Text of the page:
My last visit with my mother before her stroke, she had flown to Colorado to visit me in November of 1998. With her, she brought Kerr jars of canned green beans (immediately and proudly displayed over the window in the Thanksgiving photograph below). Proudly, she said, “I learned to can green beans on my own! I really wish I had learned from your grandmother, though.” It was times like this that my mother would get somber. Her last memory would crop up.


“You know, the worst thing I remember?” she would start, “I was cleaning up Mama’s kitchen, and I opened the Crisco. There inside, I found her finger marks.”

I imagine them today. Deep crevices in the Crisco. Grandma used her hands when she cooked. She didn’t have all the special gadgets that we have today. She didn’t measure but learned from her mother that biscuits took “about this much.”


So today, I celebrate the beans. The last jar has moved with me from Colorado to Maryland to Virginia and now, Wisconsin. I doubt I will ever open them. They represent the love and the loss.

I never learned how to can, but I plan to try canning tomatoes this summer. (My mother did learn the art of canning tomatoes from her mother, but I did not learn from her.) Repeated mistakes.

I can make her pinto beans and ham hocks, and her cornbread.  Again, no fancy measuring devices. Just eye-balling it.


I do enjoy the quiet time in bed with my own children as we cuddle on Mother’s Day. Our tradition is a breakfast in bed, and I love that.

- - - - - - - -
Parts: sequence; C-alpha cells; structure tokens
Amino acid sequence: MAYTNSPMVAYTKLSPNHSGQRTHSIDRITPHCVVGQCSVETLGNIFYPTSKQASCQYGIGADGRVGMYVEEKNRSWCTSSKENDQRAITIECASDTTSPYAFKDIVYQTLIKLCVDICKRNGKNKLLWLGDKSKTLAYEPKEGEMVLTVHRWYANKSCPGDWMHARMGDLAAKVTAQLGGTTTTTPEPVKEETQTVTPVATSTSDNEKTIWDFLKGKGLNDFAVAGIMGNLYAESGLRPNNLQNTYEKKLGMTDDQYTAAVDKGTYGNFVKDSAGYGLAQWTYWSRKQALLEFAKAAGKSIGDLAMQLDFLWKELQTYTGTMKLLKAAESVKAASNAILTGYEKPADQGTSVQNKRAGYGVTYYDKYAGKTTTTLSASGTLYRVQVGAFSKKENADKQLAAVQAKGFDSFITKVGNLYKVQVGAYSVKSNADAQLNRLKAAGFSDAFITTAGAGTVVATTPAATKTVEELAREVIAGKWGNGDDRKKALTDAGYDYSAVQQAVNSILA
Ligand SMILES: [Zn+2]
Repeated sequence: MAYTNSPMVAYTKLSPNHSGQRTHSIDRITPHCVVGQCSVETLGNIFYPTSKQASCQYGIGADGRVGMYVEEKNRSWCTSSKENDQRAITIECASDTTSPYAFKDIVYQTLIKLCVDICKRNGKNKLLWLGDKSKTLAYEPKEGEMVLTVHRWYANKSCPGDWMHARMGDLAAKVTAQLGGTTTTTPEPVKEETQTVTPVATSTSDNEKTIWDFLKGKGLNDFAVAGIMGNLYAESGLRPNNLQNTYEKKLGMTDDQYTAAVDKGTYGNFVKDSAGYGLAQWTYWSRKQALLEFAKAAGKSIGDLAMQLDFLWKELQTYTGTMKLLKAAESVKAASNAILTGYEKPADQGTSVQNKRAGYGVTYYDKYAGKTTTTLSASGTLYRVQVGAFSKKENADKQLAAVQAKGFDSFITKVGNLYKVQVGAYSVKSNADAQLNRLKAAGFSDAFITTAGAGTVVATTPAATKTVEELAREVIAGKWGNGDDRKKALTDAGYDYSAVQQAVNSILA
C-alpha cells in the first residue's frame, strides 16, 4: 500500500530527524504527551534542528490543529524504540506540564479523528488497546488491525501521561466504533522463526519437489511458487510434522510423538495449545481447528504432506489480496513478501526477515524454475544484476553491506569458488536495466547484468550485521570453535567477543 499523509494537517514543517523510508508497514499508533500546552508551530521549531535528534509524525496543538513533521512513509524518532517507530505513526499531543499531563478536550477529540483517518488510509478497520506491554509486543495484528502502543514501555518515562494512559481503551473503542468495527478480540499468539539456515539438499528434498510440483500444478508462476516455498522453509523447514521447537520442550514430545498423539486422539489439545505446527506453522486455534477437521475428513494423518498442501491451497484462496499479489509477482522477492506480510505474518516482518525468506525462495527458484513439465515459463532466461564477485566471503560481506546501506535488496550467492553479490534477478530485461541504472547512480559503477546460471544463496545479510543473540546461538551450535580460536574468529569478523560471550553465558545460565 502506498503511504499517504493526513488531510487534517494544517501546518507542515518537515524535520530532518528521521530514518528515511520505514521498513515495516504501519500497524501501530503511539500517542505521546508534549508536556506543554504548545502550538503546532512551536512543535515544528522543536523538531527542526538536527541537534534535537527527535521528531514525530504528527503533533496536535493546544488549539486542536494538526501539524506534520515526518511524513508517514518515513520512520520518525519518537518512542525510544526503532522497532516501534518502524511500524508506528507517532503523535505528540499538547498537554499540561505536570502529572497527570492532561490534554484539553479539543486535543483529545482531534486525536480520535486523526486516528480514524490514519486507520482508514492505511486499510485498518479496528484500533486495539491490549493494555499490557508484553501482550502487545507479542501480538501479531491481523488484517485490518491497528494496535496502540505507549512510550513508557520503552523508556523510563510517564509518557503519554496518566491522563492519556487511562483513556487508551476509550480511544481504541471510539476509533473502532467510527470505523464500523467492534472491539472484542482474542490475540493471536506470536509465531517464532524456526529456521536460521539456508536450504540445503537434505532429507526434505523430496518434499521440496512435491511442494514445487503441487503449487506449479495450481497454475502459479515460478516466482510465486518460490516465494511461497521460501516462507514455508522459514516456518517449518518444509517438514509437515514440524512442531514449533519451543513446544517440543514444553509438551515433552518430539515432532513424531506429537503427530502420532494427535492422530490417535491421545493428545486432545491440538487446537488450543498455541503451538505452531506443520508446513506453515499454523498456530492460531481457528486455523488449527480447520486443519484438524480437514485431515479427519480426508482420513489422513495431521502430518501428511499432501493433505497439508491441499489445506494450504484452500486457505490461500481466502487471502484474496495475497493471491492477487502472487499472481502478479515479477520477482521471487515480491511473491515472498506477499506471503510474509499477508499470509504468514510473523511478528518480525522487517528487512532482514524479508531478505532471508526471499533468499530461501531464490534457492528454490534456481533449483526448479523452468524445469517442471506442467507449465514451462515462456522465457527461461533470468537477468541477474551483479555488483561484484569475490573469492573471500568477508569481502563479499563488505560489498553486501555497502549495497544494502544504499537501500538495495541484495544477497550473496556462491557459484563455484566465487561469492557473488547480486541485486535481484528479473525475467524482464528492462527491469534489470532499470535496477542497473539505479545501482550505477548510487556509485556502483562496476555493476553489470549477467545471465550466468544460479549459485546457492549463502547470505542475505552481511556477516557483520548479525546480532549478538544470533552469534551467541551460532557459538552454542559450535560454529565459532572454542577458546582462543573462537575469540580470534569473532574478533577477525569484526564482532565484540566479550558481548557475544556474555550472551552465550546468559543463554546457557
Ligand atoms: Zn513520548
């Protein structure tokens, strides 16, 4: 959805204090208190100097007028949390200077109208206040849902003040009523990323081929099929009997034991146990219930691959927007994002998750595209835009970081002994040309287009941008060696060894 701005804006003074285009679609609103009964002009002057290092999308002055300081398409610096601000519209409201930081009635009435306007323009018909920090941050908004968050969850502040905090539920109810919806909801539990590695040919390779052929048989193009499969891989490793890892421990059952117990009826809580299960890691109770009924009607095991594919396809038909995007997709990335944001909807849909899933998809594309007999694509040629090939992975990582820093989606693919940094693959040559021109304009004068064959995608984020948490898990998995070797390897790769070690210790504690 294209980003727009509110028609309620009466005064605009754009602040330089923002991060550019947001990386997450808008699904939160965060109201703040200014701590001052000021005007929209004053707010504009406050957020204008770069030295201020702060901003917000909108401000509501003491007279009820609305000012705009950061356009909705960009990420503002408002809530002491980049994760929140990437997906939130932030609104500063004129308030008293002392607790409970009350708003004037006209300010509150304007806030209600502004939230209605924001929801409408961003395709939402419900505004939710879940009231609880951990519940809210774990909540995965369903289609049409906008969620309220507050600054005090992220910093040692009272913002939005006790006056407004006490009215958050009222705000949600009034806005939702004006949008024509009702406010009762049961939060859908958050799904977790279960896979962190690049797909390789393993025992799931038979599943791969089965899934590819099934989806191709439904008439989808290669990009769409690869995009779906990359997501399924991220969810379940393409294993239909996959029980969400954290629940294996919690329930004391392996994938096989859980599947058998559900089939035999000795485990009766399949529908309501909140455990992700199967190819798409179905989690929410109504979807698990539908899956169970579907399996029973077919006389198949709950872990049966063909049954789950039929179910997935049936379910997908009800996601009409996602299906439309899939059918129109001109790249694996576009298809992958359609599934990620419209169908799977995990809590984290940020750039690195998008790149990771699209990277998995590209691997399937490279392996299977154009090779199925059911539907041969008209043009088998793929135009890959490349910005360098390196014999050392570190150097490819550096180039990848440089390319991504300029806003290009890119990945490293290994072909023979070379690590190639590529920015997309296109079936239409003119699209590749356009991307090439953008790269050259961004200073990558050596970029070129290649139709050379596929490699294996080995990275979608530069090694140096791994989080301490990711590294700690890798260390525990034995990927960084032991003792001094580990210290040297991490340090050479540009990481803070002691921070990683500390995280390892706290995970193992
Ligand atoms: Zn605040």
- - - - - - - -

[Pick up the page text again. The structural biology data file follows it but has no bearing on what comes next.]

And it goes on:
If you could wear that red flower on Sunday, I encourage you to learn from her, and I plan to teach my daughter the art of mothermade.

Friday, May 3, 2013

Comic Relief

Using Facebook this week, I found a fantastic project called “Adopted, the Comic,” by Jessica Emmett and Bert Ballard. Their project’s images mirrored things in so many of my posts. (They have graciously allowed me to show some of their work here.)

This one reminds me of what Adam Pertman was saying in this post. We’re all families with parents and children.



This one reminds me of my discovery of other adoptees at the age of 44 (post). The bottom half reminds me of my friend, David, but that will be another blog post.

This one reminds me of my daughter’s fascination with Kim Yu Na (post).


And this one reminds me of the fabulous kids at the WISE Up conference (post).


My discovery of this series came from my link to the Somewhere Between film Facebook site. What a gift this film has been! Check it out. The filmmaker has commissioned three strips that you can find at these links. They speak volumes.

This one reminds me of my mother’s sense of adoption as I write here in the last paragraph.

In this comic, the constant dilemma of defining race emerges. I cannot tick one box. Sometimes, I am locked in one as I write here.

Lastly, we still struggle with responses to the question of adoption. In my eagerness to connect, I often suppress my desire to ask the question of a child who is obviously adopted. But then again, why must it be a secret. This struggle is illustrated in this comic strip. It’s a complicated one that could be less so as we move from taboo to tradition.

Jessica Emmett has now begun a new project.  Here’s her newest adoption strip.


Thursday, May 2, 2013

What is family to you?

Amy M. shared this with me tonight. Watching, I had that knot in my chest as I thought of what my family has meant to me.

What does family mean to you?

New Film Premiere - I Like Adoption. from ILikeGiving.com on Vimeo.